0298 Losing the battle against fungal infection: Suppression of termite immune defenses during mycosis

Sunday, November 16, 2008: 4:14 PM
Room A6, First Floor (Reno-Sparks Convention Center)
Rebeca B. Rosengaus , Northeastern University, Boston, MA
Svetlana Avulova , Biology, Northeastern University, Boston, MA
Lindsey Reichheld , Biology, Northeastern University, Boston, MA
The progression of M. anisopliae fungal infection on the cellular immune defenses of the dampwood termite Zootermopsis angusticollis was studied by quantifying the number and types of circulating hemocytes of naïve nymphs and nymphs exposed to either a control suspension lacking conidia, 2x103, 2x106 or 2x108 conida/ml doses. Hemocyte density was monitored on days 1, 2, 3, 4, 7 post-exposure. Our results show that the density of prohemocytes and particularly plasmatocytes, but not granular hemocytes, changed as a function of both conidia dosage and time elapsed since exposure. The development of mycosis beyond the third day resulted in an almost complete collapse of plasmatocytes which coincided with the appearance of hyphal bodies in the hemolymph and the onset of “sluggish” behavior, culminating in termite death. Prophenoloxidase activity (PO), used as a proxy for estimating investment in immunity function, surged three days after exposure to a 108 conidia/ml and then plummeted by day seven. Thus, the initial immune response in these termites is overtaken by M. anisopliae, mainly by destroying the host’s plasmatocytes and reducing PO activity that is necessary for the successful encapsulation of the invading fungus.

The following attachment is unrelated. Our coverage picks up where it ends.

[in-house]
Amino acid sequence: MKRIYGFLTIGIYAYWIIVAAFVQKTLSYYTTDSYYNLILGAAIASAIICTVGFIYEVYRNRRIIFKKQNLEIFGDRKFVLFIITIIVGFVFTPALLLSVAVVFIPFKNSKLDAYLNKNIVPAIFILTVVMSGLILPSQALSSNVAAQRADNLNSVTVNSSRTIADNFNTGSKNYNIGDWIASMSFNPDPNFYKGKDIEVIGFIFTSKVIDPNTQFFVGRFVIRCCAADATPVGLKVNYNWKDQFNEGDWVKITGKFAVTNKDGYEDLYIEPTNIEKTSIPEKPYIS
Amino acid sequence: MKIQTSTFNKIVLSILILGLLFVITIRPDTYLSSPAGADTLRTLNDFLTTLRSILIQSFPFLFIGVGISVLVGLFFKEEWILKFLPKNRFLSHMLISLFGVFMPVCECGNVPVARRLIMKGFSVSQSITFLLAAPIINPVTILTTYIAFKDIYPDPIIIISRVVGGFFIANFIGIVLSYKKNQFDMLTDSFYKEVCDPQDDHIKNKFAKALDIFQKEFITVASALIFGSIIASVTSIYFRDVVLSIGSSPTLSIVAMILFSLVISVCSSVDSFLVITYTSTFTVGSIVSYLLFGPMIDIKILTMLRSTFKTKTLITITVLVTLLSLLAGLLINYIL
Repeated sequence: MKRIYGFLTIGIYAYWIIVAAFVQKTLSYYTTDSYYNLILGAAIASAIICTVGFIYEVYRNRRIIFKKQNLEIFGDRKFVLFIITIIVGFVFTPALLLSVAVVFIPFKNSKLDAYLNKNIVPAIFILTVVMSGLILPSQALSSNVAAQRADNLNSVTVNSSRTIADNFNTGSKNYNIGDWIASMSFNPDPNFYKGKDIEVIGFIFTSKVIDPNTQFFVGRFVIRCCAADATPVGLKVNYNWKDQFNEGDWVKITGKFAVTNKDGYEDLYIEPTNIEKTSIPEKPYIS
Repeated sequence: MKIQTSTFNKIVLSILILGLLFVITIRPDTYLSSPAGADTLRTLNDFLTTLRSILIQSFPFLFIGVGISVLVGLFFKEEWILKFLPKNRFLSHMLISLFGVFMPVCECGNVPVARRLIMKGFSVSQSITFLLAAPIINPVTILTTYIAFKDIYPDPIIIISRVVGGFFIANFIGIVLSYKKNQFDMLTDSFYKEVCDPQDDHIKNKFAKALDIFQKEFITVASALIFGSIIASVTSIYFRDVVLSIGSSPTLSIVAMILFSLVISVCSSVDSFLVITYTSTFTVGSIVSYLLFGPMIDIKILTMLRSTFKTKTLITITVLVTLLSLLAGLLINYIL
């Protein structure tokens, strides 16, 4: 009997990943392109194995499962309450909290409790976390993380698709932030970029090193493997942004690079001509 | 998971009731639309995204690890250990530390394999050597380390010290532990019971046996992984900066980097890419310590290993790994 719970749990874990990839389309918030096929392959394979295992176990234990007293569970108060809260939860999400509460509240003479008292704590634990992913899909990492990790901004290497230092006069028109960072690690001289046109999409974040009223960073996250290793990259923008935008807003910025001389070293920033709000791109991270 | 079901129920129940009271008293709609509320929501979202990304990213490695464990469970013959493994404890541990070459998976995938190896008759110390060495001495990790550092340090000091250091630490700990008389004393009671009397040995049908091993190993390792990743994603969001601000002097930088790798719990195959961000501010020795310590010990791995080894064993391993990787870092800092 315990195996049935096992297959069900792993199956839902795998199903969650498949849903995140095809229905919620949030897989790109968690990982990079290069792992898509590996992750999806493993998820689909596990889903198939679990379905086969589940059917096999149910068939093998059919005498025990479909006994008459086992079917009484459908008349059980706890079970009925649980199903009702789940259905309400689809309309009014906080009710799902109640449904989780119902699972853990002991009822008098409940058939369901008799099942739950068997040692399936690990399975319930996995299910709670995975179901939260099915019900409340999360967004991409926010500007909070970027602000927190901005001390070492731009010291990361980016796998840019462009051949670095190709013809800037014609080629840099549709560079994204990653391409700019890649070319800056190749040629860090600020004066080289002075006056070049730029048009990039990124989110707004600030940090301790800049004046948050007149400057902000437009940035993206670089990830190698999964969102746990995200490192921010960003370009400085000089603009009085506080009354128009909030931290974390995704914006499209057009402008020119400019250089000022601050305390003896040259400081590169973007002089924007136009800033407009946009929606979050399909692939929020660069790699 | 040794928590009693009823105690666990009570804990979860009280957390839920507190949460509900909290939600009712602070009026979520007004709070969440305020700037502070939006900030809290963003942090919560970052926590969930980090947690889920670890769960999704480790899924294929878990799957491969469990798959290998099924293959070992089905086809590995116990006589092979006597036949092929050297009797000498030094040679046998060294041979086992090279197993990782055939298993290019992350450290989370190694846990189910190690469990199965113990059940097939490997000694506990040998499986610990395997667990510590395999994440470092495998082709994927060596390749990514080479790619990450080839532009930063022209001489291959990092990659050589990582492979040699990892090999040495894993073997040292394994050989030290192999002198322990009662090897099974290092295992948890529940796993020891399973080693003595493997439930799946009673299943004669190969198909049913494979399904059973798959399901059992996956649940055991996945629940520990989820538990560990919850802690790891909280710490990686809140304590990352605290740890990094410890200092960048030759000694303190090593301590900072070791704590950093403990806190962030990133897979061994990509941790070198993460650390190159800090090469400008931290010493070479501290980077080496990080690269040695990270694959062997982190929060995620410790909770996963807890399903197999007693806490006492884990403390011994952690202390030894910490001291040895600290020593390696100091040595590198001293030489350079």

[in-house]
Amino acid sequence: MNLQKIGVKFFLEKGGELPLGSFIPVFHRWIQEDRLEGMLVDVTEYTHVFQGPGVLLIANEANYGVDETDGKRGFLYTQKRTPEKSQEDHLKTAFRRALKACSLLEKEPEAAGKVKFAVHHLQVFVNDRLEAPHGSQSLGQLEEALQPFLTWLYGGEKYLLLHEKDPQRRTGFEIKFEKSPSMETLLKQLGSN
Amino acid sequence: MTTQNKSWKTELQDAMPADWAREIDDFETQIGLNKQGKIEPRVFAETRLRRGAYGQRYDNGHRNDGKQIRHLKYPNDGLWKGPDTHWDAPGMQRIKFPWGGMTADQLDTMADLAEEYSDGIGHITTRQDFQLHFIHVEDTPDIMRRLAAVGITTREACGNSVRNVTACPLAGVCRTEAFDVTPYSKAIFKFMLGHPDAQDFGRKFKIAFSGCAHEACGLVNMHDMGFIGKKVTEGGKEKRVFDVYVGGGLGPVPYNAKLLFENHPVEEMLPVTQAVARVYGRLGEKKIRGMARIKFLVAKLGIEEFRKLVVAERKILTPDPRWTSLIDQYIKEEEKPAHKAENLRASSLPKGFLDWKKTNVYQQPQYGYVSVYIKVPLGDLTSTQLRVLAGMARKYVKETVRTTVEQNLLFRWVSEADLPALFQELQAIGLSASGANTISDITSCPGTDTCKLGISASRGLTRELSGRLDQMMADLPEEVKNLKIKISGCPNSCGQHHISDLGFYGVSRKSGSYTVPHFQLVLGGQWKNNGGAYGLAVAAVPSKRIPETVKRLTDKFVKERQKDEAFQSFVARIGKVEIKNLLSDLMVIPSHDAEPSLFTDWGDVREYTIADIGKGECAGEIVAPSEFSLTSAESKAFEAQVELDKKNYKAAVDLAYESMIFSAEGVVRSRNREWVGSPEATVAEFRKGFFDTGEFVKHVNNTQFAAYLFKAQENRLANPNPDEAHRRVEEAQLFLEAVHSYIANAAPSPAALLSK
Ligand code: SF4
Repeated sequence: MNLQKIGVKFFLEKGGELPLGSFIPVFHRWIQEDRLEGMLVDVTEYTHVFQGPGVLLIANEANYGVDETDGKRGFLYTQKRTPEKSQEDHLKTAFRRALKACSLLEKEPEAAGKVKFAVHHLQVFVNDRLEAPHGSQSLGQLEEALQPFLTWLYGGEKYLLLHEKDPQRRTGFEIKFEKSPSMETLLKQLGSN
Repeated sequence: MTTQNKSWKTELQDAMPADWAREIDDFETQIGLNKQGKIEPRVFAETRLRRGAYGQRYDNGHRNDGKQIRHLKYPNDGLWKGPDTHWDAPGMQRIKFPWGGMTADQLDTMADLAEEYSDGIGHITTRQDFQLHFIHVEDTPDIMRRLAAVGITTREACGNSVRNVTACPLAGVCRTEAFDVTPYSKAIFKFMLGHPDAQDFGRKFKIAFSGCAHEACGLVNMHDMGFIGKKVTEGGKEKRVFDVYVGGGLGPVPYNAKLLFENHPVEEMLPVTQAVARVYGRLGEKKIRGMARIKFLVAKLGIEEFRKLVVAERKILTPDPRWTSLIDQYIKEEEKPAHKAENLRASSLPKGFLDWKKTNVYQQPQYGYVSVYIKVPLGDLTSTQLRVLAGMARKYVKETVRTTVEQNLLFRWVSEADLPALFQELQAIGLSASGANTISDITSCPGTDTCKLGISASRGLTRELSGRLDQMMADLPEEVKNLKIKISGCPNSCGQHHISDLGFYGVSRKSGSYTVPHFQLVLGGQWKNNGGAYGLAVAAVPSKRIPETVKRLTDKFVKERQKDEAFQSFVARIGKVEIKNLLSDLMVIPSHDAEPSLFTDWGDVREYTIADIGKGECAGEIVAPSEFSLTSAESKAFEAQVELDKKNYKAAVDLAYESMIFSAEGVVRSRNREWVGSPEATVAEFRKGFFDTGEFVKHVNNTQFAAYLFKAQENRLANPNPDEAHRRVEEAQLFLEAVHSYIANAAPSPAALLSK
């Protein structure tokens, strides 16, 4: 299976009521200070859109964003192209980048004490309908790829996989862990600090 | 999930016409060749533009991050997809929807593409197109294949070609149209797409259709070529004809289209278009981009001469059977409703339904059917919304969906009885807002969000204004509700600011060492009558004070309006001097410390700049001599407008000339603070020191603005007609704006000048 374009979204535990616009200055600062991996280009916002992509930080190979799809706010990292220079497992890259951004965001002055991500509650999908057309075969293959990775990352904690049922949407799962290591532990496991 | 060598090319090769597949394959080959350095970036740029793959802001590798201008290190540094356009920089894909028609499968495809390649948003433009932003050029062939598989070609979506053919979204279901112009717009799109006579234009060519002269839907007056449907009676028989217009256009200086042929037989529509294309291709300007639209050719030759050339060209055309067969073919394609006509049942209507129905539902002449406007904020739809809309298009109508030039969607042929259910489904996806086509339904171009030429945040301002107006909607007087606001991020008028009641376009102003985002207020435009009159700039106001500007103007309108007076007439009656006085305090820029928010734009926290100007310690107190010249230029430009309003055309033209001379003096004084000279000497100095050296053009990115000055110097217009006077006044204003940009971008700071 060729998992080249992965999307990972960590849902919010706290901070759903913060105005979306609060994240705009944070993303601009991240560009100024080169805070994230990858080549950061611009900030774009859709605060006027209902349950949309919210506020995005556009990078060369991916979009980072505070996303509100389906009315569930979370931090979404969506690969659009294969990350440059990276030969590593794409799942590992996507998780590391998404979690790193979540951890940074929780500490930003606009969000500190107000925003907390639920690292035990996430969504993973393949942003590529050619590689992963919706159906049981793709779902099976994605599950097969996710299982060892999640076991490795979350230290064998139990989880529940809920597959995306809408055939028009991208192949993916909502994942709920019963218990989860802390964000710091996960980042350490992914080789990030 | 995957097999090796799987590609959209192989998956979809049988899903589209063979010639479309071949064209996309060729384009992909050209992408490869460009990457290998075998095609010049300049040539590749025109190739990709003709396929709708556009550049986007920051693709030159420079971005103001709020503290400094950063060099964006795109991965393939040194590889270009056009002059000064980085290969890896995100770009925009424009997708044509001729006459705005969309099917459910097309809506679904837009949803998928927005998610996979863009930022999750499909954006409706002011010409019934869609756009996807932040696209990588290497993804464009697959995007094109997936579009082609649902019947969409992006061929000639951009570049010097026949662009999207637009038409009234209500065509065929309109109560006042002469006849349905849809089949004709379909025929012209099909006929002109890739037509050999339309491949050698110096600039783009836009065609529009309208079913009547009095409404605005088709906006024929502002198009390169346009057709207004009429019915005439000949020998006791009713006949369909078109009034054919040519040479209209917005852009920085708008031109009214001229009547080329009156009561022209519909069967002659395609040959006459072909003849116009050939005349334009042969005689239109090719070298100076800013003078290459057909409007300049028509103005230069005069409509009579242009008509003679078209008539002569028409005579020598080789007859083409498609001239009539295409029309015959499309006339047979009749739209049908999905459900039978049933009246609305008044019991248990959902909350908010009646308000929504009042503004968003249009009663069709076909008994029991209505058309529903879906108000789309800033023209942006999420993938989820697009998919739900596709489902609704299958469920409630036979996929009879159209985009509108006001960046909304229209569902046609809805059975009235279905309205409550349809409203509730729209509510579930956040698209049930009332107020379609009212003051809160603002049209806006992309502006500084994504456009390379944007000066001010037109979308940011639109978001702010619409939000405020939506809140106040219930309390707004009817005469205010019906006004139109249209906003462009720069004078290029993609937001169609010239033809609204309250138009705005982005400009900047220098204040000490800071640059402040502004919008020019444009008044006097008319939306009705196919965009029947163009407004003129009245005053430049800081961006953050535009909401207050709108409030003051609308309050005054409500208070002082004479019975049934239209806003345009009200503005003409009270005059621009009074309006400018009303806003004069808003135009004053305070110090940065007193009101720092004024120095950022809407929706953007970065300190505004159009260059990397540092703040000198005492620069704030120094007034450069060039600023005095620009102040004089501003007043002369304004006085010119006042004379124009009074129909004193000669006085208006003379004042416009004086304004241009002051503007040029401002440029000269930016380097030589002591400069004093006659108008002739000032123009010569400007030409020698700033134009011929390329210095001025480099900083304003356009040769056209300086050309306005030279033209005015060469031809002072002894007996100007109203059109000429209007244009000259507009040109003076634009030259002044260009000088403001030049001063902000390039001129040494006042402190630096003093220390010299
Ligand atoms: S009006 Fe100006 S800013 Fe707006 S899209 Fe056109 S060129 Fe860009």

doi: 10.1603/ICE.2016.35189